Reading: Basics of DNA Replication

The process of DNA replication is catalyzed by a type of enzyme called DNA polymerase (poly meaning many, mer meaning pieces, and –ase meaning enzyme; so an enzyme that attaches many pieces of DNA). Observe Figure 1: the double helix of the original DNA molecule separates (blue) and new strands are made to match the separated strands. The result will be two DNA molecules, each containing an old and a new strand. Therefore, DNA replication is called semiconservative. The term semiconservative refers to the fact that half of the original molecule (one of the two strands in the double helix) is “conserved” in the new molecule. The original strand is referred to as the template strand because it provides the information, or template, for the newly synthesized strand.

Stylized DNA replication fork with nucleotides matched, 5'->3' synthesis shown, no enzymes in diagram.

By Madprime(wikipedia) (DNA replication split horizontal) CC BY-SA 2.0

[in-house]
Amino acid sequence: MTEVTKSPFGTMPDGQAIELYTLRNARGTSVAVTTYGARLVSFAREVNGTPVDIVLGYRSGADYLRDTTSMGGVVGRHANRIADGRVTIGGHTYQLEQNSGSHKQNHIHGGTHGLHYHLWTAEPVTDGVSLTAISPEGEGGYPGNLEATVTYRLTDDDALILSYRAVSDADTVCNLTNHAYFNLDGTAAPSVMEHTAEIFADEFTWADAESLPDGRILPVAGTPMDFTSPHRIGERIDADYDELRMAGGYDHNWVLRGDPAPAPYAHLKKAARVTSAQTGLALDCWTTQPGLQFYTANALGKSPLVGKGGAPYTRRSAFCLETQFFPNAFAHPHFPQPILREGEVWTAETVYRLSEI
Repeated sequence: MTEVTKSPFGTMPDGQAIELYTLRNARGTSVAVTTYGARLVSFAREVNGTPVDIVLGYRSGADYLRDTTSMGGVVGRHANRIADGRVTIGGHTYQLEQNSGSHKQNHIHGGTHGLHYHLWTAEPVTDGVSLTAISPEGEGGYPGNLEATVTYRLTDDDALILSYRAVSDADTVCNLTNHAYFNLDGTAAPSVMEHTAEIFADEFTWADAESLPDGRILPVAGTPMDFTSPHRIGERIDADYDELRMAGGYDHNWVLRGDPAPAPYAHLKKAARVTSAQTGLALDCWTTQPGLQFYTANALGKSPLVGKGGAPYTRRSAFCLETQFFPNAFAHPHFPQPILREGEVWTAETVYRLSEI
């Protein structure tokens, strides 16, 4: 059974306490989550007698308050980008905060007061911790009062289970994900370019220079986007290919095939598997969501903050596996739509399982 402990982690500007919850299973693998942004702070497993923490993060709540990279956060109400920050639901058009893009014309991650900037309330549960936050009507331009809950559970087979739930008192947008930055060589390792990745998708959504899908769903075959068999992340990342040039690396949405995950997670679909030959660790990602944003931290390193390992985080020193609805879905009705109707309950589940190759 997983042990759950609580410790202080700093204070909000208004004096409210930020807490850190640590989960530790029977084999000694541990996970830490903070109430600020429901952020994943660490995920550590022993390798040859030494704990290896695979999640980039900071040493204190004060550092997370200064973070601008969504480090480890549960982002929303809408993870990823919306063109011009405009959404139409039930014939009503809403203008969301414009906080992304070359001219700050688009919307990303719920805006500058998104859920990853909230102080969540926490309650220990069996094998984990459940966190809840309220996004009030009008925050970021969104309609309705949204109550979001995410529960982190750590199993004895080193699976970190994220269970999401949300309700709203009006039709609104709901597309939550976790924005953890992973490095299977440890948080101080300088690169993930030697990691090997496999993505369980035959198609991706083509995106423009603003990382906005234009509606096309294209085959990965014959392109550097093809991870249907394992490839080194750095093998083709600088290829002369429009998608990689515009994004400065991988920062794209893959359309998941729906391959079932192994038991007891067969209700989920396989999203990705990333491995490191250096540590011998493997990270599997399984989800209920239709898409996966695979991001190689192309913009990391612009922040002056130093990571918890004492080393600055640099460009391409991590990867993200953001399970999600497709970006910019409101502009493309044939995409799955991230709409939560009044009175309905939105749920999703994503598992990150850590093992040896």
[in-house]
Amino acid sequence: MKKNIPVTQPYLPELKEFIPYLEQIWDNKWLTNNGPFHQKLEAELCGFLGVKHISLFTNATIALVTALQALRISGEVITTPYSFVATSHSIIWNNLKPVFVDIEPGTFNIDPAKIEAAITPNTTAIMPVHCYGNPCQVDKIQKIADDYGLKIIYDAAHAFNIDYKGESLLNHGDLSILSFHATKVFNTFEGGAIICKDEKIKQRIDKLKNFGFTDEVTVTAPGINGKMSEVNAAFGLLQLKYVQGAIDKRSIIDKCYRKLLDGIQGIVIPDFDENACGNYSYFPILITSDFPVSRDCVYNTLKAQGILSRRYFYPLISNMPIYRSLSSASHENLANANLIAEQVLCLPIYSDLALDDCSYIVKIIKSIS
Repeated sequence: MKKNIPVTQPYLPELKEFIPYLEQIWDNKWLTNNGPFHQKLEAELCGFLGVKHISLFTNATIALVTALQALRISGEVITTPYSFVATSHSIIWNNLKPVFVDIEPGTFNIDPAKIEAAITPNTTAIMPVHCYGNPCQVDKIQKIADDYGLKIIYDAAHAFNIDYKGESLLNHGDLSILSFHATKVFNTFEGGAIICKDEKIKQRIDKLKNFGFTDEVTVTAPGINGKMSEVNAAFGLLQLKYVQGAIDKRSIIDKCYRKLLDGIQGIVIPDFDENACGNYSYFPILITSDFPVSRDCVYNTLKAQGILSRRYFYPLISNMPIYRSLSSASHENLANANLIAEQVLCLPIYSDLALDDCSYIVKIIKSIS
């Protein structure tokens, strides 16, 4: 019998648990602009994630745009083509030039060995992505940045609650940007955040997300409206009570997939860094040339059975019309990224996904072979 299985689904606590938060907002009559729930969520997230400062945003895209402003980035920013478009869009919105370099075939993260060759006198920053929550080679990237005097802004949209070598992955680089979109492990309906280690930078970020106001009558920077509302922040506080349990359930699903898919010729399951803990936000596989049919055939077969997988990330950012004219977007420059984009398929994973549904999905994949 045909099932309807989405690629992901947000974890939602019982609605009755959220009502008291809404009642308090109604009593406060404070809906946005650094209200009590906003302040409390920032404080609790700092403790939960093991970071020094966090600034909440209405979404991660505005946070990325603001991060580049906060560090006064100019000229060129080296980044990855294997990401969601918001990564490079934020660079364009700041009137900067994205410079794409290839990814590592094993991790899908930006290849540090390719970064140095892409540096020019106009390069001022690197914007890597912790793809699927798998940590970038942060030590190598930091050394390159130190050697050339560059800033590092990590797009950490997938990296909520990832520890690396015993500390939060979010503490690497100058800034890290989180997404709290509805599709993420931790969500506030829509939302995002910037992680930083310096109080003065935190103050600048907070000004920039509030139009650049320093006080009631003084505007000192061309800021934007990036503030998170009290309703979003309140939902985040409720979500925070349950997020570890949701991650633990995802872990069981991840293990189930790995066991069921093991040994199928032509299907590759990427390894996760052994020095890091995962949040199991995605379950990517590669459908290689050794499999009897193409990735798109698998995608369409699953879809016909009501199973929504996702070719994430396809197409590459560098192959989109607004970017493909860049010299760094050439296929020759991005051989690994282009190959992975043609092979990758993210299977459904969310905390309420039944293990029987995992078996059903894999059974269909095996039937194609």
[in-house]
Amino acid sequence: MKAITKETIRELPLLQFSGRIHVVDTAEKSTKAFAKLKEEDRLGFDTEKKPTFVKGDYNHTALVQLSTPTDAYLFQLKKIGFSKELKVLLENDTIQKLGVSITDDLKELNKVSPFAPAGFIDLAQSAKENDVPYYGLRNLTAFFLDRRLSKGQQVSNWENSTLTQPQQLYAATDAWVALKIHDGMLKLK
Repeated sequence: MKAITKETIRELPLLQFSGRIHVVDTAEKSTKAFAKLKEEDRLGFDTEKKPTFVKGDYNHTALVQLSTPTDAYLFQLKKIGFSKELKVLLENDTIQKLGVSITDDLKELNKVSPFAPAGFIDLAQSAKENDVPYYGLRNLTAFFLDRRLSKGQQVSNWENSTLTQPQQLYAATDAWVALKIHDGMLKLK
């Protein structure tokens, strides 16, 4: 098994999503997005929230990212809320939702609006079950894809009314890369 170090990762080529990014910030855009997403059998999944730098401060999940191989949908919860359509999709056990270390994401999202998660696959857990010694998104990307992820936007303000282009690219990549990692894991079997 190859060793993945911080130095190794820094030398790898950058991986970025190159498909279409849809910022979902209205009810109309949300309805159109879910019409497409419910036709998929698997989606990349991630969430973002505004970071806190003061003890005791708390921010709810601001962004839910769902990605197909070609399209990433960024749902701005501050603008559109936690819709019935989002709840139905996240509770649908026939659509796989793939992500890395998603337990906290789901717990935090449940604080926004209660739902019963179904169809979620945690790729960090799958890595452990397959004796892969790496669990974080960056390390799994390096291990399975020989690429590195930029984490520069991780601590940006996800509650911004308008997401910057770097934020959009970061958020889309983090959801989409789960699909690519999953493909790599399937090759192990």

DNA replication relies on the double-stranded nature of the molecule. One double stranded DNA molecule, when replicated, will become two double-stranded molecules, each containing one original strand and one newly synthesized strand. You remember that the two strands of DNA run antiparallel: one from the 5′ to the 3′, and the other from the 3′ to the 5′. The synthesis of the new DNA strand can only happen in one direction: from the 5′ to the 3′ end. In other words, the new bases are always added to the 3′ end of the newly synthesized DNA strand. So if the new nucleotide is always added to the 3′ end of an existing nucleotide, where does the first nucleotide come from? In fact, DNA polymerase needs an “anchor” to start adding nucleotides: a short sequence of DNA or RNA that is complementary to the template strand will work to provide a free 3′ end. This sequence is called a primer (Figure 2).